The yield keyword in Java

Introduced in Java 13 as part of the enhancements in Project Amber, the ‘yield‘ keyword aims to simplify code, making switch expressions more concise and expressive. Let us learn about ‘yield‘ keyword, its purpose, syntax, and see some practical examples.

1. The ‘yield‘ Keyword

The ‘yield’ keyword enhances the switch expressions by allowing the expression to produce a result directly. Let us understand with an example.

In the following program, the switch expression evaluates the variable ‘day‘ value.

  • If ‘day’ matches any of the weekday (MON through FRI), it prints “It is WeekDay” to the console and sets the boolean result to true.
  • If ‘day’ matches SAT or SUN, it prints “It is Weekend” to the console and sets the boolean result to false.
  • The true and false values are implicitly returned as results for the corresponding cases.
Boolean result = switch(day) {

    case MON, TUE, WED, THUR, FRI -> {
        System.out.println("It is WeekDay");
        true;
    }
    case SAT, SUN -> {
        System.out.println("It is Weekend");
        false;
    }
};

System.out.println("Result is " + result);

Let us rewrite the above program using the yield keyword again, and notice the difference.

Boolean result = switch(day) {

    case MON, TUE, WED, THUR, FRI -> {
        System.out.println("It is WeekDay");
        yield true;
    }
    case SAT, SUN -> {
        System.out.println("It is Weekend");
        yield false;
    }
};

System.out.println("Result is " + result);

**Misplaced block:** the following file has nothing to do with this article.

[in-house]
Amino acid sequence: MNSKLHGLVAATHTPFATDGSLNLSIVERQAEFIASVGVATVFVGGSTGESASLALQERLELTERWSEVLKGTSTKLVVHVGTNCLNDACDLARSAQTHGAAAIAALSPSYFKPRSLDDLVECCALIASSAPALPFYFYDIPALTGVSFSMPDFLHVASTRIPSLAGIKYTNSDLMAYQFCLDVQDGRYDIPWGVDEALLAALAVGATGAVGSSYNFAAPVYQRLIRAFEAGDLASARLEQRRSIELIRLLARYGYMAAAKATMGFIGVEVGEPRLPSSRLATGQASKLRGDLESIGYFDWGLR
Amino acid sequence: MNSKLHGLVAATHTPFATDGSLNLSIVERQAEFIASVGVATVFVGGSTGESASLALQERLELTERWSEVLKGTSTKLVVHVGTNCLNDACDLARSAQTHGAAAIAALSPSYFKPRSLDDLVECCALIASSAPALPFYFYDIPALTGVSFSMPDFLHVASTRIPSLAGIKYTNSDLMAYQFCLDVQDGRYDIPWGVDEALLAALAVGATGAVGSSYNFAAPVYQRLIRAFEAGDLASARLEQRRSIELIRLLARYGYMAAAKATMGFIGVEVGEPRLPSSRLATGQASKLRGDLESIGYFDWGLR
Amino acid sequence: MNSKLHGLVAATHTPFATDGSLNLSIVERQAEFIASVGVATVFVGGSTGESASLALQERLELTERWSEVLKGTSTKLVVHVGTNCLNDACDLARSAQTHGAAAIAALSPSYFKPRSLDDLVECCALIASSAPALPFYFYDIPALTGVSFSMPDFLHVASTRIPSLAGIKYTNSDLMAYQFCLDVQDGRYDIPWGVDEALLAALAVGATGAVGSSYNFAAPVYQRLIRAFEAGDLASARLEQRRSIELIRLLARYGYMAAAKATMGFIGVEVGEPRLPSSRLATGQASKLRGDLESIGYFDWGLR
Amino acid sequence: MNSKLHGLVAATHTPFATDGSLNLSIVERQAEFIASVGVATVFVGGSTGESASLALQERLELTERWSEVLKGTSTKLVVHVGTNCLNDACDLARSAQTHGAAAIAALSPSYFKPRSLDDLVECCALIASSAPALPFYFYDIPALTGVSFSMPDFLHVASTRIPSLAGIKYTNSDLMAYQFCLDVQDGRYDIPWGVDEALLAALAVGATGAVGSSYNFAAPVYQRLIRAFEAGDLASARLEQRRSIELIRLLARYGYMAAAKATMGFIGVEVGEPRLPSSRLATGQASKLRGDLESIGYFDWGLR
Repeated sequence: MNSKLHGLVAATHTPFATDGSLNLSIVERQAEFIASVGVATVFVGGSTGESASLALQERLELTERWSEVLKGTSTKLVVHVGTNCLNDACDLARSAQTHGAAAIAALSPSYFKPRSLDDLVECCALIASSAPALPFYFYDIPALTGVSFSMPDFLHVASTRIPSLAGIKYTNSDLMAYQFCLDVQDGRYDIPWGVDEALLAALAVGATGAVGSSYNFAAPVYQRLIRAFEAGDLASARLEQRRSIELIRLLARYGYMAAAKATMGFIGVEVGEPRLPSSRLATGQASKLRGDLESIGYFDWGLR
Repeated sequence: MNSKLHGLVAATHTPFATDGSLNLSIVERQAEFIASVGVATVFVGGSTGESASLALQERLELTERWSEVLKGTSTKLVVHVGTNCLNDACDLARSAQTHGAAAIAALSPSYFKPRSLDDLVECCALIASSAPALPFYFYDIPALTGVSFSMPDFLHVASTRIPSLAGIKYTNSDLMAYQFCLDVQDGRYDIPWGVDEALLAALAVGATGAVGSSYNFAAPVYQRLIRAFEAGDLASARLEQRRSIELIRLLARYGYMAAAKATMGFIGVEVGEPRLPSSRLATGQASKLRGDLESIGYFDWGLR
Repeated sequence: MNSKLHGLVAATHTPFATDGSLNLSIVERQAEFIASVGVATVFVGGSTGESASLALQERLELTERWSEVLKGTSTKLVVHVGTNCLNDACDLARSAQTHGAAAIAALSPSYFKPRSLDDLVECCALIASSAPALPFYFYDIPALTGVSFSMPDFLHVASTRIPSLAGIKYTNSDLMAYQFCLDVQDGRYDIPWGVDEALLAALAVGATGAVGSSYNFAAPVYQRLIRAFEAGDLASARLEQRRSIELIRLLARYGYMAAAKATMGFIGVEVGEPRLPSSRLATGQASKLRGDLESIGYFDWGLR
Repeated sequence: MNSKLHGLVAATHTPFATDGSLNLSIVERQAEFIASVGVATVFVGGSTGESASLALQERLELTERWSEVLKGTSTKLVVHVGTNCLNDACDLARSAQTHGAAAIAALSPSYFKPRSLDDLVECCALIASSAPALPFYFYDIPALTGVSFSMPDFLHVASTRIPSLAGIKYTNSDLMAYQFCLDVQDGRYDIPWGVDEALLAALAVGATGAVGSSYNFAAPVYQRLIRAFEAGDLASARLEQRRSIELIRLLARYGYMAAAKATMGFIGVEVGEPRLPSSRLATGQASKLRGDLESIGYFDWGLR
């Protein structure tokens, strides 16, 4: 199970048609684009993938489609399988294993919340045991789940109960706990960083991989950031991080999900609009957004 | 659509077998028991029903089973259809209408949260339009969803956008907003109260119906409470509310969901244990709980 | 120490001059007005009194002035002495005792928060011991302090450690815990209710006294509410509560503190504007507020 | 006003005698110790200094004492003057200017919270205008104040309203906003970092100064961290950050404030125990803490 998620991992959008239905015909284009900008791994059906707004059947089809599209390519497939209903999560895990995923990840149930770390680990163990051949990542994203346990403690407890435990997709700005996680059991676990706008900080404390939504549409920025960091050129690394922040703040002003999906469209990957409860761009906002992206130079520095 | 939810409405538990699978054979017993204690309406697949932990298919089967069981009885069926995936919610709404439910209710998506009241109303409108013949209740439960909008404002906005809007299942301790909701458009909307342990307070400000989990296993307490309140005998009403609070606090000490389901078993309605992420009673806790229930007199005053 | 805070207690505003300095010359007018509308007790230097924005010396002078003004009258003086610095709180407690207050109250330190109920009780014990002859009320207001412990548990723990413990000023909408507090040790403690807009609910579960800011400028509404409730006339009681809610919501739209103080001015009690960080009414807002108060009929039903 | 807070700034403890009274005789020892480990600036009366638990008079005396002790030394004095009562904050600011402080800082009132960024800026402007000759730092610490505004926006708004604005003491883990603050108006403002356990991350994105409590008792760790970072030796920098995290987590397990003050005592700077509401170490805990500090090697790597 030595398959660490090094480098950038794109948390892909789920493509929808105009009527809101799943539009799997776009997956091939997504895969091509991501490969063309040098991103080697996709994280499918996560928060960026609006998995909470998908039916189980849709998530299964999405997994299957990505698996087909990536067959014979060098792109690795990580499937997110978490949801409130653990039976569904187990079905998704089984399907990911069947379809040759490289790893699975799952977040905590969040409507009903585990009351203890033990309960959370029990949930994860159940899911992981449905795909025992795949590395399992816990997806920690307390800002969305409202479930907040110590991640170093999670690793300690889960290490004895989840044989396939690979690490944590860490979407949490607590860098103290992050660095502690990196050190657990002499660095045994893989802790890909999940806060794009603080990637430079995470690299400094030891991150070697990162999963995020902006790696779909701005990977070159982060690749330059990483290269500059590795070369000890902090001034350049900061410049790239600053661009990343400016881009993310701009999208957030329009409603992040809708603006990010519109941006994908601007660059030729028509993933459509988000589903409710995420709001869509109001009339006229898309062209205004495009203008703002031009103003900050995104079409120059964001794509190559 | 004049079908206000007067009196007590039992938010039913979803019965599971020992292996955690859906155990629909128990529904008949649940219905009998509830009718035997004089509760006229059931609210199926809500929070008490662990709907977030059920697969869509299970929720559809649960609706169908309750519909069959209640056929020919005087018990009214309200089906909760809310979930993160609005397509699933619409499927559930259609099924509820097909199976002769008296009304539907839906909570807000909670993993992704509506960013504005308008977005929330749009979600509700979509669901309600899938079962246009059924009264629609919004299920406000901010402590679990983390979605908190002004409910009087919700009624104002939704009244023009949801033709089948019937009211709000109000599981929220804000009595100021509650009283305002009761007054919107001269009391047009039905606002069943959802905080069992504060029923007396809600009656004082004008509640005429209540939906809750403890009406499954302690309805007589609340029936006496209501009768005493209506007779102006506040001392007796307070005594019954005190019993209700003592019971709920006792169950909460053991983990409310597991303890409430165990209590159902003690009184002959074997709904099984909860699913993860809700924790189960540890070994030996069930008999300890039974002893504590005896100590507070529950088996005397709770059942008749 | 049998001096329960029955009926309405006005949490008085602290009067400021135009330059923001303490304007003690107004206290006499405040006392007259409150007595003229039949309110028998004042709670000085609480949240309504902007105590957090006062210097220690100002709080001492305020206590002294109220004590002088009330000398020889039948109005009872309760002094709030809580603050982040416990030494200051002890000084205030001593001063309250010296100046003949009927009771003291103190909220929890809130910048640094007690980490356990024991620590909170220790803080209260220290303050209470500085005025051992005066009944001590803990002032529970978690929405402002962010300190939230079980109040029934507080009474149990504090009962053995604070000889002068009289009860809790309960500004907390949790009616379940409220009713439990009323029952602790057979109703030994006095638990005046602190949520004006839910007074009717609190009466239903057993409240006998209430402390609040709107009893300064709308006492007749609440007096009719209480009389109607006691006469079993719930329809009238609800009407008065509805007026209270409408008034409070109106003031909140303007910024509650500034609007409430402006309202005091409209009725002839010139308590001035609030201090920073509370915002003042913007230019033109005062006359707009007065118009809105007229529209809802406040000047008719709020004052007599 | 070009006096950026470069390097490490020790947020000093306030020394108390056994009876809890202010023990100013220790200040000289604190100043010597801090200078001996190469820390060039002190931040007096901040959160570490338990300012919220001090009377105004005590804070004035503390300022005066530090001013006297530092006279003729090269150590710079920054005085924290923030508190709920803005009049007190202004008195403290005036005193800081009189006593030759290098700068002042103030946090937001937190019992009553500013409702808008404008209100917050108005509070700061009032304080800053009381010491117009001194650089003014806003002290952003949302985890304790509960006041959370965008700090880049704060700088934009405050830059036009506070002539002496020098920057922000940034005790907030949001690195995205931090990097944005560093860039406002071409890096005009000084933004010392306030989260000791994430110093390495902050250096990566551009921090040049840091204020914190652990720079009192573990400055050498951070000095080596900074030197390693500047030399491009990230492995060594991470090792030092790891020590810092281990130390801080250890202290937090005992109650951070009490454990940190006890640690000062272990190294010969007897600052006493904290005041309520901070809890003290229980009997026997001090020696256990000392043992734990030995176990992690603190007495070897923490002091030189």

In this version, the only difference is the explicit use of the ‘yield‘ keyword which serves two purposes:

  • It provides a value for the switch expression.
  • It acts as a terminator, indicating that the control flow should exit the switch expression.

You can notice that both versions of the program achieve the same functionality. However, the ‘yield‘ keyword in the second version adds explicitness to the return statement within the case blocks, thus making it clear that a value is being returned and terminating the switch expression.

2. Difference between ‘yield’ and ‘return’ Keywords

The ‘yield’ and ‘return’ keywords in Java serve distinct purposes and are used in different contexts.

  • A return statement returns control to the invoker of a method or constructor.
  • A yield statement transfers control by causing an enclosing switch expression to produce a specified value.

Let us list down the differences in more detail:

FeatureYieldReturn
Used InMethods, constructors, loops, lambda expressionsSpecifically within switch expressions
TerminationTerminates the execution of the entire method.Terminates the execution of the switch expression
ScopeGeneral-purpose keyword used in various contexts.Specialized for use within switch expressions and is not applicable elsewhere.

Drop me your questions in the comments related to the enhanced switch statement with yield keyword.

Happy Learning !!

Sourcecode on Github

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